I’d post those pics, but really, nobody needs to see that.
So here are my safe for work pics. And thanks to the Above the Law reader who dressed up as Lady Justice and posed with me. Good times.
If you are considering a virtual law practice, you know that many of today’s solo firms started that way. But why are established, multi-attorney law firms going virtual?
Many small firms are successfully moving part—or even all—of their practice to a virtual setting. This even includes multi-jurisdictional practice spanning several states and practice areas, although solo and small partnerships are still the largest adopters of virtual law.
Can you do the same? The new article Mobile in Practice, Virtual by Design from author Jared Correia, Esq., explores how mobile technology bring real-life benefits to a small law firm. Read this new article—the next in Thomson Reuters’ Independent Thinking series for small firms—to explore how a mobile practice:
Reduces malpractice risk
Enables you to gather the best attorneys to fit the firm, regardless of each person’s geographic location
Leverages mobile devices and cloud technology to enable on-the-spot client and prospect communication
Transitioning in-house is something many (if not most) firm lawyers find themselves considering at some point. For many, it’s the first step in their career that isn’t simply a function of picking the best option available based on a ranking system.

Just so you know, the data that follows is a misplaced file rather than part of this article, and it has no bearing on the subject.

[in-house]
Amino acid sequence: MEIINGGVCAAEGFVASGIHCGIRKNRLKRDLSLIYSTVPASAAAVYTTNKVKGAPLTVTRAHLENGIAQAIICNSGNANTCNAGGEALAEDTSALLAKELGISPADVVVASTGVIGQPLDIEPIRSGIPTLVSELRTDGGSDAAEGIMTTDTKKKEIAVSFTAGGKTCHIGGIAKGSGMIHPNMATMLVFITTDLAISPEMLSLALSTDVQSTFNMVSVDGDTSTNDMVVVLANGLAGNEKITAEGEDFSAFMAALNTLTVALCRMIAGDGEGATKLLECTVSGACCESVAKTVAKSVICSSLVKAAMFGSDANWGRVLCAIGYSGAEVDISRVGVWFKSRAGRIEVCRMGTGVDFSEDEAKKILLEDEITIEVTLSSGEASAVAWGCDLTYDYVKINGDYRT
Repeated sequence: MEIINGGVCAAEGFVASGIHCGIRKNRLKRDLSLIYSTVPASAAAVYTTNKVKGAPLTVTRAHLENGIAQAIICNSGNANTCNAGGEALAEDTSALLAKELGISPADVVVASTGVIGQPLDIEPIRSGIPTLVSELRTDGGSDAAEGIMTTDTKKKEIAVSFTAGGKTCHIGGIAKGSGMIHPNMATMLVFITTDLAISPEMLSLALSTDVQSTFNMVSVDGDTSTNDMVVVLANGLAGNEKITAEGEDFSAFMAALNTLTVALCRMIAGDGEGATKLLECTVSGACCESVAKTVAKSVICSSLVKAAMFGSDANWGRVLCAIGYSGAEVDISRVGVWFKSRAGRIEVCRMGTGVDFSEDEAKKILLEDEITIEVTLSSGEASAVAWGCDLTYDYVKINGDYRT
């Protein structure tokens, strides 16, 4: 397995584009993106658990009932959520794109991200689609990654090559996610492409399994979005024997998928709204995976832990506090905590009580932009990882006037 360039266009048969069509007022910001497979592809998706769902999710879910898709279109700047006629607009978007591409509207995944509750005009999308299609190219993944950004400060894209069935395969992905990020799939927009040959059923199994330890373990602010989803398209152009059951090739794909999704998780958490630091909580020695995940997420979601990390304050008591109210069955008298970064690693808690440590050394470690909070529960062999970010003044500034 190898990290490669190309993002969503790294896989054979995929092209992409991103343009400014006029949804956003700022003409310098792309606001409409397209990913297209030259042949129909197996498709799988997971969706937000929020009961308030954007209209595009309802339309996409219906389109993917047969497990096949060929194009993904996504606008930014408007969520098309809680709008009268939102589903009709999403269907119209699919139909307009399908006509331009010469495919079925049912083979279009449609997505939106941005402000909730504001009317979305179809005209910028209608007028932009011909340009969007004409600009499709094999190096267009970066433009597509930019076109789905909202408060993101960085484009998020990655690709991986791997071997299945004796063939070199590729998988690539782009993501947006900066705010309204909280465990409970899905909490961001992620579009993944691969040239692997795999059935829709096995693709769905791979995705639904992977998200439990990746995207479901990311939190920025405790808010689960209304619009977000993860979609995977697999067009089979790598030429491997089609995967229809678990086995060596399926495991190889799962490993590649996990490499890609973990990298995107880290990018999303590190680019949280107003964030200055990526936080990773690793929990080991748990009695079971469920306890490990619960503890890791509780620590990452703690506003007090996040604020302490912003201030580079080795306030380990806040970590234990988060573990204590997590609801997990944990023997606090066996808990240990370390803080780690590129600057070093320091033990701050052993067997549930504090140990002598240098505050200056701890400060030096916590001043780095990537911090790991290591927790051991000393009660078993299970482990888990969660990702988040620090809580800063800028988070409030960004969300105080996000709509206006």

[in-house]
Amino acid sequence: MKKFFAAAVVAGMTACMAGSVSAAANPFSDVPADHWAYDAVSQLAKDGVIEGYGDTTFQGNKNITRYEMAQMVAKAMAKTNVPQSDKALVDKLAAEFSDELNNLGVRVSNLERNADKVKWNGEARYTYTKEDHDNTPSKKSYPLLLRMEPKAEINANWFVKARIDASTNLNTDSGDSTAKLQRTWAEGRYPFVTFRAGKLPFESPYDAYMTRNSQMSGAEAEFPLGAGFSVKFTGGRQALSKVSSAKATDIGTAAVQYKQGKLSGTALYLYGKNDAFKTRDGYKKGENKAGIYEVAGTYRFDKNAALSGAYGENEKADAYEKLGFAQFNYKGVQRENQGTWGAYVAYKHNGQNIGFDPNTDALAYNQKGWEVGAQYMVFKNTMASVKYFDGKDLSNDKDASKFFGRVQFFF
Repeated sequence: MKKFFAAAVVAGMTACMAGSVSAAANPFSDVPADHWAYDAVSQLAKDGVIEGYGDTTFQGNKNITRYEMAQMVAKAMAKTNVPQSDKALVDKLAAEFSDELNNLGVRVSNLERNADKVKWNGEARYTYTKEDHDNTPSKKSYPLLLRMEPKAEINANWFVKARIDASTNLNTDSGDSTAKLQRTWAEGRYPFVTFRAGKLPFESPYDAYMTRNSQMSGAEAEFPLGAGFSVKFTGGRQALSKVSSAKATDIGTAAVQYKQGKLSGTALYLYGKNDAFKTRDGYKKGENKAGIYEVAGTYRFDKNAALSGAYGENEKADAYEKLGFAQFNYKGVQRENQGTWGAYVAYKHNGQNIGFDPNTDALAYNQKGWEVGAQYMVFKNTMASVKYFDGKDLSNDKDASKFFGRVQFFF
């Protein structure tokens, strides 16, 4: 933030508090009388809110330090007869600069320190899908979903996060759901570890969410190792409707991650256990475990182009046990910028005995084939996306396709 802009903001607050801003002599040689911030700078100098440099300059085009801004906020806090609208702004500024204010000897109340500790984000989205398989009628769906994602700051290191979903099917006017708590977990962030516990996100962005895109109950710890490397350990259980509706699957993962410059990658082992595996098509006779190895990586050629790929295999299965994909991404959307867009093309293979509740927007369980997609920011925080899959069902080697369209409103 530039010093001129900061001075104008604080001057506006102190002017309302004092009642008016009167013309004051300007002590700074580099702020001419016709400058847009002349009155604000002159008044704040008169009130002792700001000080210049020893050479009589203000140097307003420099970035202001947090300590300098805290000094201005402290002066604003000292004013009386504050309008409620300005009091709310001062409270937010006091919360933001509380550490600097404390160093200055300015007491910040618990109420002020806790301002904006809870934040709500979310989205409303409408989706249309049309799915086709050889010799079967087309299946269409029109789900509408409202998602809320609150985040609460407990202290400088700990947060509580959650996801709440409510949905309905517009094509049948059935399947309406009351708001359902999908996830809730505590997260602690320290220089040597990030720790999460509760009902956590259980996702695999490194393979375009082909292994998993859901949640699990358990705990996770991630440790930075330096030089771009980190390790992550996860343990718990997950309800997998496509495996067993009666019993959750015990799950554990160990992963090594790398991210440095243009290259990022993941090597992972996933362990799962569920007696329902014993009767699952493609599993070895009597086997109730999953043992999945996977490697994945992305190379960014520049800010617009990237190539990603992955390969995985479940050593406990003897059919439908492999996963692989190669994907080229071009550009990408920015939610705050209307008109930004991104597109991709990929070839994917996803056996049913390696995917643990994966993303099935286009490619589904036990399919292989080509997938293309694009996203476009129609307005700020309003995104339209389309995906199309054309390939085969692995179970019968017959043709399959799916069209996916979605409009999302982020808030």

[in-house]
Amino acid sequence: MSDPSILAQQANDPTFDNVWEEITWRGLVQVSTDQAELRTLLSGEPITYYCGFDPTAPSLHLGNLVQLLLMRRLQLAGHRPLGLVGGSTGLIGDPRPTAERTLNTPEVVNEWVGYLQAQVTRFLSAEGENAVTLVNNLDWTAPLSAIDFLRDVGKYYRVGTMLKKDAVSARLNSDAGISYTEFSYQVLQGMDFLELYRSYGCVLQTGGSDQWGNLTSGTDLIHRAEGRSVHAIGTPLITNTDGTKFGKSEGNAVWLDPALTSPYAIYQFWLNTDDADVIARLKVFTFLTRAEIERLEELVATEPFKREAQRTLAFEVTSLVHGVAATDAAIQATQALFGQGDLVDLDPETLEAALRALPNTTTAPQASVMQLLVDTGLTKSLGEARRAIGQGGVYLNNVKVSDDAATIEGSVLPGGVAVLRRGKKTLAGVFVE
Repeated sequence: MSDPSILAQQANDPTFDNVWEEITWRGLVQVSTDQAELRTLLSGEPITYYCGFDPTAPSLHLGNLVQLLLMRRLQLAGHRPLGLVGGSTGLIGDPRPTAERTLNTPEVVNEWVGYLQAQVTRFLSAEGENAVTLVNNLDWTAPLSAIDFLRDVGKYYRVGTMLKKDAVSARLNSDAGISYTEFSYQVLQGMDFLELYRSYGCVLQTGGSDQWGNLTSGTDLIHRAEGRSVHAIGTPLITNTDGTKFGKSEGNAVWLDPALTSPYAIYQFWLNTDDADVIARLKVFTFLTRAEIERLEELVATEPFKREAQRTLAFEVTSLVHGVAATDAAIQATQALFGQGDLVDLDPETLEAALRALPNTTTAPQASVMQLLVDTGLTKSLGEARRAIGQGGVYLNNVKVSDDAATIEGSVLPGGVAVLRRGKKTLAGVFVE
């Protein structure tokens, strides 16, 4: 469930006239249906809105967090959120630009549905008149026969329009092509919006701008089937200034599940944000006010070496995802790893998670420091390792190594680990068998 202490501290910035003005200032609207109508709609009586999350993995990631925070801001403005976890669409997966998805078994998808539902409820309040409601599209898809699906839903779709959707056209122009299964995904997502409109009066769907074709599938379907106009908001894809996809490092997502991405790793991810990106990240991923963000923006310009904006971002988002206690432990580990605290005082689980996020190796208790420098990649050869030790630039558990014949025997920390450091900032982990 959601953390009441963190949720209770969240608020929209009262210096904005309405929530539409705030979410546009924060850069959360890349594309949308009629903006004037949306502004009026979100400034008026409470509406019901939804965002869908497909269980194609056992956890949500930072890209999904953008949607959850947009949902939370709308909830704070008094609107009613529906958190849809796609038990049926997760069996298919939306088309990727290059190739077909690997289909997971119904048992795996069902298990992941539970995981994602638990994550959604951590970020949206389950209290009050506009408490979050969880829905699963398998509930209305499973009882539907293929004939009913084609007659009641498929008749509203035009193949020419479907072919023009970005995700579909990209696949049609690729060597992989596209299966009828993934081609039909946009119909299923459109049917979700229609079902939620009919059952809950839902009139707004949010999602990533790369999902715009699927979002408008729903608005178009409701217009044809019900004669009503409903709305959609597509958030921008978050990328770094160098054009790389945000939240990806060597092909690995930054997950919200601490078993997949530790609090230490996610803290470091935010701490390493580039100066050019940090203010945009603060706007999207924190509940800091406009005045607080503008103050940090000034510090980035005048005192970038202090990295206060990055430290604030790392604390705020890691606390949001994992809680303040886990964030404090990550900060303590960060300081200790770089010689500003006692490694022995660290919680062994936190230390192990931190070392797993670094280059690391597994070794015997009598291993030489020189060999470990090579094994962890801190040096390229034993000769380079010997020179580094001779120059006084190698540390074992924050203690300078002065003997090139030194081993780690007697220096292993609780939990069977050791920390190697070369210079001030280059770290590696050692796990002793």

Unknown territory feels high-risk, and can have the effect of steering many of us towards the well-greased channels into large, established companies.
For those who may be open to something more entrepreneurial, there is far less information available. No recruiter is calling every week with offers and details.
In sponsorship with Betterment, ATL and David Lat will moderate a panel about life in-house and we’ll hear from GCs at Birchbox, Gawker Media, Squarespace, Bonobos, and Betterment. Drinks, snacks, networking, and a great time guaranteed. Invite your colleagues, but RSVP fast, as space is limited.
Ed. note: The Asia Chronicles column is authored by Kinney Recruiting. Kinney has made more placements of U.S. associates, counsels and partners in Asia than any other recruiting firm in each of the past seven years. You can reach them by email: firstname.lastname@example.org.
It’s that time of year again when JDs are starting to apply for 2L summer jobs and 2L summers are deciding which practice area to focus on.
For those JDs with an interest in potentially lateraling to or transferring to Asia in the future, please feel free to reach out to Kinney for advice on firm choices, interviewing and practice choices, relating to future marketability in Asia, or for a general discussion on your particular Asia markets of interest. This is of course a free of cost service for those who some years in the future may be our future industry contacts or perhaps even clients.
For some years now Kinney’s Asia head, Evan Jowers, has been formally advising Harvard Law students with such questions, as the Asia expert in Harvard Law’s “Ask The Experts Market Program” each summer and fall, with podcasts and scheduled phone calls. This has been an enjoyable and productive experience for all involved.